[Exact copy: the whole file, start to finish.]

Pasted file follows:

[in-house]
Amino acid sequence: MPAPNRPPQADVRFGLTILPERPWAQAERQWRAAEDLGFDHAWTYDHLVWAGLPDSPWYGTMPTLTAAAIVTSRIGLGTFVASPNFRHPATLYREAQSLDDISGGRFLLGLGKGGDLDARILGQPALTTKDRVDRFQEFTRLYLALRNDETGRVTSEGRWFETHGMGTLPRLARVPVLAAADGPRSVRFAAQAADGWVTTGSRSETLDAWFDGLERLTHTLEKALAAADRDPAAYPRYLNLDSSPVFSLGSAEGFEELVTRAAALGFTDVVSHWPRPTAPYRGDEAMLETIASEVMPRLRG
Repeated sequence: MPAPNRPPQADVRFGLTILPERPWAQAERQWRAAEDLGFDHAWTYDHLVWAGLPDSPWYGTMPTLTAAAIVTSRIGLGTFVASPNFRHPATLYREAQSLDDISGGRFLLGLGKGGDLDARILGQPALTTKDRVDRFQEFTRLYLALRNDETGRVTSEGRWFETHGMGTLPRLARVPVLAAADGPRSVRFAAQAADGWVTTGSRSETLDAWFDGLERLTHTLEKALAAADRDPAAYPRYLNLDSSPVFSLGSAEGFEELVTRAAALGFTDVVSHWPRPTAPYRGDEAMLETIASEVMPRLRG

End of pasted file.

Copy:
[in-house]
Amino acid sequence: MPAPNRPPQADVRFGLTILPERPWAQAERQWRAAEDLGFDHAWTYDHLVWAGLPDSPWYGTMPTLTAAAIVTSRIGLGTFVASPNFRHPATLYREAQSLDDISGGRFLLGLGKGGDLDARILGQPALTTKDRVDRFQEFTRLYLALRNDETGRVTSEGRWFETHGMGTLPRLARVPVLAAADGPRSVRFAAQAADGWVTTGSRSETLDAWFDGLERLTHTLEKALAAADRDPAAYPRYLNLDSSPVFSLGSAEGFEELVTRAAALGFTDVVSHWPRPTAPYRGDEAMLETIASEVMPRLRG
Repeated sequence: MPAPNRPPQADVRFGLTILPERPWAQAERQWRAAEDLGFDHAWTYDHLVWAGLPDSPWYGTMPTLTAAAIVTSRIGLGTFVASPNFRHPATLYREAQSLDDISGGRFLLGLGKGGDLDARILGQPALTTKDRVDRFQEFTRLYLALRNDETGRVTSEGRWFETHGMGTLPRLARVPVLAAADGPRSVRFAAQAADGWVTTGSRSETLDAWFDGLERLTHTLEKALAAADRDPAAYPRYLNLDSSPVFSLGSAEGFEELVTRAAALGFTDVVSHWPRPTAPYRGDEAMLETIASEVMPRLRG